Wednesday, September 22, 2010
Winky spent the first few weeks of his life in a foster home for another shelter. When he was about four weeks old, his foster mom brought him back into the shelter, concerned that he might have an eye infection, since he was constantly rubbing his eyes and they seemed to be irritated all the time. When the veterinarian at the shelter really took a look at him, he realized that Winky didn't have an infection, he instead had a defect called "eyelid agenesis". This is a fairly common birth defect in cats where the edge of the eyelid (which is usually hairless) doesn’t develop correctly and instead the cat constantly has hair rubbing against their cornea. Think of how painful it is to have a stray eyelash rubbing against your cornea; poor Winky felt like this all the time!!! Worse, if untreated, the constant rubbing can cause corneal ulcers and lead to blindness. Until recently, surgical treatment for this condition was difficult to do and had a lot of complications, so most shelters adopted these kittens without fixing the condition and with the recommendation that owners give the cat daily eye-drops and pay attention for ulcers or infections. Many of these cats lose their eyes over time or develop chronic ulcers that leave them mostly blind.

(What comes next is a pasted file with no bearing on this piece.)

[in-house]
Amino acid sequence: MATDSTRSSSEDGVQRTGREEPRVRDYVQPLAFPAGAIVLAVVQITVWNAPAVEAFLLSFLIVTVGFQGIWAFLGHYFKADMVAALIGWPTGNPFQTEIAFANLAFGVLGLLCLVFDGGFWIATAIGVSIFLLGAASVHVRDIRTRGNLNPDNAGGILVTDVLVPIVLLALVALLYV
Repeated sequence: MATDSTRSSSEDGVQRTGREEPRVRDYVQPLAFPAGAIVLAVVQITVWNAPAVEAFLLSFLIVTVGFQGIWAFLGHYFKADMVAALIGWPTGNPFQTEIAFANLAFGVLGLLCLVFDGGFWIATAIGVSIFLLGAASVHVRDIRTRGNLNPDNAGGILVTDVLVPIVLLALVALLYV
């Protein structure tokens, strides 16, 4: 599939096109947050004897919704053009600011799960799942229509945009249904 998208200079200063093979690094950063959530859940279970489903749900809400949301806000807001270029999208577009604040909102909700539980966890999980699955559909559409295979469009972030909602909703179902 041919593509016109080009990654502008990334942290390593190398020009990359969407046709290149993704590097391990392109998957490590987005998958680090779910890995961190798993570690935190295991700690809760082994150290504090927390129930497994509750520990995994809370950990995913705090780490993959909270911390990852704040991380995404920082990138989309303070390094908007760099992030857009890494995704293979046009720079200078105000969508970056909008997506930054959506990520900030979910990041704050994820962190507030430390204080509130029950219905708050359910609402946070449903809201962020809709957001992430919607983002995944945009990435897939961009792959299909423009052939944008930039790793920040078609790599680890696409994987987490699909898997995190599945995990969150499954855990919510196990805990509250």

The veterinarian in the shelter partnered up with us to see if there was anything that could be done for Winky; even though he was painful all the time, he was a sweet cuddly kitten that deserved to be saved! We got a consult with a veterinary opthalmologist, who mentioned to us that a new surgical technique had just been described where, after two surgeries, the eye could be completely corrected, so that the kittens could be adopted out without having to worry about complications later in life. Because the technique was new to him, he offered to do the surgeries at a reduced rate, so that he could get the experience with a new technique and we could then afford to help poor Winky. The surgeries were performed and went amazingly well. After healing from his second surgery, Winky went to his new home. Although his eye openings are now a little smaller than other cats, but Winky doesn't care; he's just glad to have eyes that work and will never hurt him again.
After having such a positive experience with Winky, our veterinarian was excited to help more cats with this abnormality. As luck would have it, in August we got a litter of three eyelid agenesis kittens to help; Garfield, Jezebel, and Blondie are in the process of getting their eyelids re-made, and will be available for adoption soon!